Anthony .J.Parel, ed. Gandhi, Hind Swaraj and Other Writings. Cambridge University Press, 1997.208 pp.INR 256, ISBN 978-81-7596-018-3.
Reviewed by A.P.Jayanthi (Centre for Studies in Science Policies)
Edited by Anthony Parel, Hind Swaraj and Other Writings is a book revolving around the core of Gandhian vision towards India-Swaraj. Hind Swaraj or Indian Home rule was a book written by Gandhi in 1909. In this book he expresses his views on Swaraj and presents his political theory, political philosophy and the methods through which Indian home rule can be achieved. The edited version of the book is organised in three parts. First part includes Parel’s introduction that explains the political and historical context of the work. He discusses in detail the intellectual sources of Gandhi’s Hind Swaraj, his conception of Swaraj and the how he developed the concept. Second part includes Gandhi’s Indian Home Rule with annotations by Parel. Here Parel’s explanatory notes channel Gandhian thoughts to particular streams. Final part of the book includes supplementary writing that tries to draw the link between his thoughts presented in the book and his role in Indian independence movement. In addition, one learns how his work was perceived by his contemporaries.
Hind Swaraj is an important piece of work to understand Gandhian ideology in its true form. In fewer than 200 pages Gandhi interrogates and dismantles the forces operating behind enslavement of India in such a manner that almost every problems seem to fit into place. Gandhi diagnoses the shortcomings of both the British colonial rule and the attitude of Indian masses that have brought them into such a disadvantageous position. On several points Gandhi’s arguments seems disputable. Although Parel asks his readers to understand the arguments of Hind Swaraj by keeping in mind its historical and political context, yet some of his positions appear to be problematic. Gandhi selectively interprets, for his own advantage, the various authors he quotes and the religious rationale he provides.
Furthermore, Gandhi assumes and visualizes a very glorious picture of Indian civilization devoid of any violence and tendencies of excessive acquisitiveness. However, it appears very improbable that the person who knows so much about the history of western nation has no information about the warring emperors of India that represents both dominion and desire to expand their territory. He seems to have purposively excluded these facts to bring out that modern civilization is the carrier of both material pursuit and violence. One could sense his reconciling tone in much of his analysis of modern civilization. If one tries to examine Ghandi’s thoughts in Hind Swaraj, they can be crudely divided into two categories. Much of his political theories like liberty, rights, equity and secularism are derived from western civilization and a large part of his philosophical insight comes from the religions such as Hindu, Jainism and Islam. One can therefore argue that his attempts are to realize a western notion of social order and wellbeing by giving it a religious backing.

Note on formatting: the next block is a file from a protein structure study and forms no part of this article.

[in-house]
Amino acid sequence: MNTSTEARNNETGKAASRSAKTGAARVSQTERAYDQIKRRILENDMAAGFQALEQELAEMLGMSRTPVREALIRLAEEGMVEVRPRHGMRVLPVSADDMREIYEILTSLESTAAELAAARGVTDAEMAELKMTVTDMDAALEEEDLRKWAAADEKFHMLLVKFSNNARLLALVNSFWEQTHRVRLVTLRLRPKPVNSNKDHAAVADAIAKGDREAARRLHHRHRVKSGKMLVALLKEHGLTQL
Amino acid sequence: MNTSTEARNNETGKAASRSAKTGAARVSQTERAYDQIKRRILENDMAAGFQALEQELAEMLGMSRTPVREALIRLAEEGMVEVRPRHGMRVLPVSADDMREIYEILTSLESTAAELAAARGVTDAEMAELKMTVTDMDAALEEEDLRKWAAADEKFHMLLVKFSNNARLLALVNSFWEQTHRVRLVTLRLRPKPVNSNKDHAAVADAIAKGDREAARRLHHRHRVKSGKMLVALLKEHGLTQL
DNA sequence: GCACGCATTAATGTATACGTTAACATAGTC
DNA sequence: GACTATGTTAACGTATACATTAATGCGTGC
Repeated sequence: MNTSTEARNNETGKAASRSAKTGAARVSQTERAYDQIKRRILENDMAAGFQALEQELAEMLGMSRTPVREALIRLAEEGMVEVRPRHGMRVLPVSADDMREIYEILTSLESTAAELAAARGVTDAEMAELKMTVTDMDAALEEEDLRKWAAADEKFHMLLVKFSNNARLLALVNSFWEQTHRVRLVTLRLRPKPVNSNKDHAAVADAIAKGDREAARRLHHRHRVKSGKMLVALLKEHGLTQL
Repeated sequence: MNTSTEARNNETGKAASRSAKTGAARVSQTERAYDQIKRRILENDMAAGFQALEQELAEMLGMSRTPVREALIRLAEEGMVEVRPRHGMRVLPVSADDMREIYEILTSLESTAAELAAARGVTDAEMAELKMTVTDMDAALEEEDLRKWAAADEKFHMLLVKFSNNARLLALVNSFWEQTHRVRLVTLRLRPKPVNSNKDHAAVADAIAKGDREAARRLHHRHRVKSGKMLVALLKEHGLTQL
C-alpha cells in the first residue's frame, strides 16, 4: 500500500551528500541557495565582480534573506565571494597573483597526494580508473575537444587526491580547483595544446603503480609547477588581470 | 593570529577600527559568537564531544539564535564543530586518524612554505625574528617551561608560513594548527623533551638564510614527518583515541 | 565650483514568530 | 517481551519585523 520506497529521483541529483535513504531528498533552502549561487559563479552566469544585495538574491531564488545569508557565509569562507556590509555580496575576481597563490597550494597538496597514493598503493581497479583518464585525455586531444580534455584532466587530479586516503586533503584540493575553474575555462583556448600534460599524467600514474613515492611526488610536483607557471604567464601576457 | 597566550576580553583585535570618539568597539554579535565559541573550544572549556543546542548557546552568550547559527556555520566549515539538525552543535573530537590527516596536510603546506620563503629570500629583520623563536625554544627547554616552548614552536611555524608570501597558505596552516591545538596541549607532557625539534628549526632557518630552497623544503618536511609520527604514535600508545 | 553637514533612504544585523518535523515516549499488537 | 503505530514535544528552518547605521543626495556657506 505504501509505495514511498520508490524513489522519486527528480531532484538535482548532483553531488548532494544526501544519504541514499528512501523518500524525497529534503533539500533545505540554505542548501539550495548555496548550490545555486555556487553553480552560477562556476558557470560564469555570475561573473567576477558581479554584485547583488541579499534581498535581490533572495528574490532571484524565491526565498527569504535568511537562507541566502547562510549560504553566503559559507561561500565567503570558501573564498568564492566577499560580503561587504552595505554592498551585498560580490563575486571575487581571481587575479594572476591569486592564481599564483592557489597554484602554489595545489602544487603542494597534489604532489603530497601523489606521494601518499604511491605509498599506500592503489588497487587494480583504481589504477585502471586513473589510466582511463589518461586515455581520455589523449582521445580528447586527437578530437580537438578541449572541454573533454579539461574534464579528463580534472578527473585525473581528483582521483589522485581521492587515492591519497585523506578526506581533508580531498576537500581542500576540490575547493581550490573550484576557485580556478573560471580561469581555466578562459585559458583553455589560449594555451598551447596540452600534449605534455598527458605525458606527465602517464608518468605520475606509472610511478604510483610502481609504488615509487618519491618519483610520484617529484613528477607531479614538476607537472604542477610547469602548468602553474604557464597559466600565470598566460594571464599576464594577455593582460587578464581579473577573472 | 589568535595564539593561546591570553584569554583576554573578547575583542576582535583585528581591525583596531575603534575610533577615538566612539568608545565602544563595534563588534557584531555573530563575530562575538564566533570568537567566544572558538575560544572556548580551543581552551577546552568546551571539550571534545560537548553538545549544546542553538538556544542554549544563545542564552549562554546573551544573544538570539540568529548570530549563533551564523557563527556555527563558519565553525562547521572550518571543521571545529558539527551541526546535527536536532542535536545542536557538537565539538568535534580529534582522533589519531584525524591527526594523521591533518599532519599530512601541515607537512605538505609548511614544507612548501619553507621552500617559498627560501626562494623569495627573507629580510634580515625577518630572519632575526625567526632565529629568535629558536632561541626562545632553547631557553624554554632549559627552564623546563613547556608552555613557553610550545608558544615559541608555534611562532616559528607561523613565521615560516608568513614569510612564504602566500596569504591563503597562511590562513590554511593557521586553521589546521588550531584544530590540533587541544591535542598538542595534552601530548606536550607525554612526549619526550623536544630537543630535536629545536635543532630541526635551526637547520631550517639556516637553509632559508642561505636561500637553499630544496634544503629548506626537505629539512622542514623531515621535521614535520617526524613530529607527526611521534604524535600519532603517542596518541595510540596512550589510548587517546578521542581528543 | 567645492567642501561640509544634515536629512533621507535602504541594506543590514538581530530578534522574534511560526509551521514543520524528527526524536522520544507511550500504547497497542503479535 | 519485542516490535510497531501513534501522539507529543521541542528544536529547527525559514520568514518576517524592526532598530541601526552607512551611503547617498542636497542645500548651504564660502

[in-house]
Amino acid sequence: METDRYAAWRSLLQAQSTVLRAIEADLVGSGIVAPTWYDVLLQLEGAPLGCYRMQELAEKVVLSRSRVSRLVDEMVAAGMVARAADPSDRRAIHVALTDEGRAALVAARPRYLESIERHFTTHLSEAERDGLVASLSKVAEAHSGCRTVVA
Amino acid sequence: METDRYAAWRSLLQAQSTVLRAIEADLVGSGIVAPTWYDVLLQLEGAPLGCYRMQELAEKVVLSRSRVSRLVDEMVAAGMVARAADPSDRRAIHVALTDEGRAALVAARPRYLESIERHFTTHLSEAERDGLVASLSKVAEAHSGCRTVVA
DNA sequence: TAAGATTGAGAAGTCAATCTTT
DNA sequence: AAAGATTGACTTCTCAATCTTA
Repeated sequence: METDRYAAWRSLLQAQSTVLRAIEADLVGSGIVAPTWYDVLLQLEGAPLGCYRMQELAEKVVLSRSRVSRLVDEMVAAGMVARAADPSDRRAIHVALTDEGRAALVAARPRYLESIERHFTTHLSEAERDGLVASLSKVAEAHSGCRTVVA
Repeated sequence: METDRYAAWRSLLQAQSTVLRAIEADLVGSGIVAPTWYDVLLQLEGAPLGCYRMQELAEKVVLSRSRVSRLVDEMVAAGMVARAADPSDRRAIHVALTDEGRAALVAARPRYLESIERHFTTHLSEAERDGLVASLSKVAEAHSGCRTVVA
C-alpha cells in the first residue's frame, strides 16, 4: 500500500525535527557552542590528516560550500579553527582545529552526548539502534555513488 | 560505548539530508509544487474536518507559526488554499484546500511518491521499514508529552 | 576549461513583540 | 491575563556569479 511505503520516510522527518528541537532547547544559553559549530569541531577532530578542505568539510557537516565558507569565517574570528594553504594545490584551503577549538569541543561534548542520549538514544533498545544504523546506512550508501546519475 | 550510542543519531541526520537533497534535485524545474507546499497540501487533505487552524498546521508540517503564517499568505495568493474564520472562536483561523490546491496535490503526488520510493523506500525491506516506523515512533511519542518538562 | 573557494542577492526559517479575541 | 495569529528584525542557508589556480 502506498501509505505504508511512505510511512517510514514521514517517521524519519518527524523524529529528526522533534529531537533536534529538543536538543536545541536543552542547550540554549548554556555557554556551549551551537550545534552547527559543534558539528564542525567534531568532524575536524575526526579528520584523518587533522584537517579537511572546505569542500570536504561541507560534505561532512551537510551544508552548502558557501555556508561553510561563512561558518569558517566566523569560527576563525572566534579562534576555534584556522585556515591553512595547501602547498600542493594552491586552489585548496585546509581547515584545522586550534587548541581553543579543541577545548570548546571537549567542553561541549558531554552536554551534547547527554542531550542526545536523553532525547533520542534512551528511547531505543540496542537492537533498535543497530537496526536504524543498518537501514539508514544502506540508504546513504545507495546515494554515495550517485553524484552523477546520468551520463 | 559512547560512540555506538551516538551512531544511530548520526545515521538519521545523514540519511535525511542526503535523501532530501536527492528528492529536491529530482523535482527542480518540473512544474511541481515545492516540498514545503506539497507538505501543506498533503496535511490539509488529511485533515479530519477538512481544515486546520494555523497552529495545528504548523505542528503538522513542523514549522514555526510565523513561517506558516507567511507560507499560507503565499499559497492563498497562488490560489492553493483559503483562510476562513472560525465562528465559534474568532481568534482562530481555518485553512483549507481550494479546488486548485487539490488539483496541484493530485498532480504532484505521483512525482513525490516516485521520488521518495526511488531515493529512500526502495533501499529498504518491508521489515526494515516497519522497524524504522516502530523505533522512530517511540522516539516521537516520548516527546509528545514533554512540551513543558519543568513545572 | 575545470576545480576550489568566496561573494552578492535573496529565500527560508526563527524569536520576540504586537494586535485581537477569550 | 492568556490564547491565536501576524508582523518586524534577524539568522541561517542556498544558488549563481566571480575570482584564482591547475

However, one of the major weaknesses of his work is that he has no where in the book provided such an elaborate plan for the urban population despite of his acknowledging the fact that a considerable section of Indian population has been urbanised. For them his only suggestion is to revert back to the ancient Indian civilization, which seems quite absurd. Especially when his book is attempted to sensitize the urban Indians too therefore, this part should have used more elaboration.
Finally, he tends to apply a particular mental picture of Indian villages and of a particular part of India to the entire population of India. Therefore, he to a certain extent fails to grasp the conditions and requirements of its diverse population. For instance Parel’s annotations bring out that he held Asamese people as uncivilized tribe though later on apologised for his stance. In sum, he has used swaraj as an organising concept to discuss and address the problem of modern civilisation, the nature of Indian nationalism, British colonialism and indifference of Indian urban population towards the problems of India. In doing so he has brought together a grand assessment of India under British rule and tries to search a way out of it. He has then attempted to provide solution by putting forward a combination of political thoughts of west and Indian philosophy to achieve independence, from British rule, modern industrial civilization, violence and reliance machinery and large scale technology.
Parel’s contribution has made easier to comprehend Gandhi’s deep thought behind its seemingly simple views. He has let Gandhi‘s opinions and thought come out in its true meaning. His analysis of Gandhi’s conceptualization of independence is very insightful. He has clarified some of the misconceptions of critics regarding Gandhi’s views on modernism. He has provided a link between Gandhi’s ideologies and his role in the Indian independence movement. He has captured the differences in opinion between Gandhi and his cotemporaries.To count the shortcomings in his approach one can say that he has though dwelled on the political and philosophical aspect of Gandhi’s thought but has tended to pose his project as a political one in the conclusion of each of the themes. Finally he has merely mentioned the relevance of his thoughts in the present day environmentalism. He could have dealt with the theme in some details as his sayings and ideologies form the basis of many of the ecological movements in India and abroad.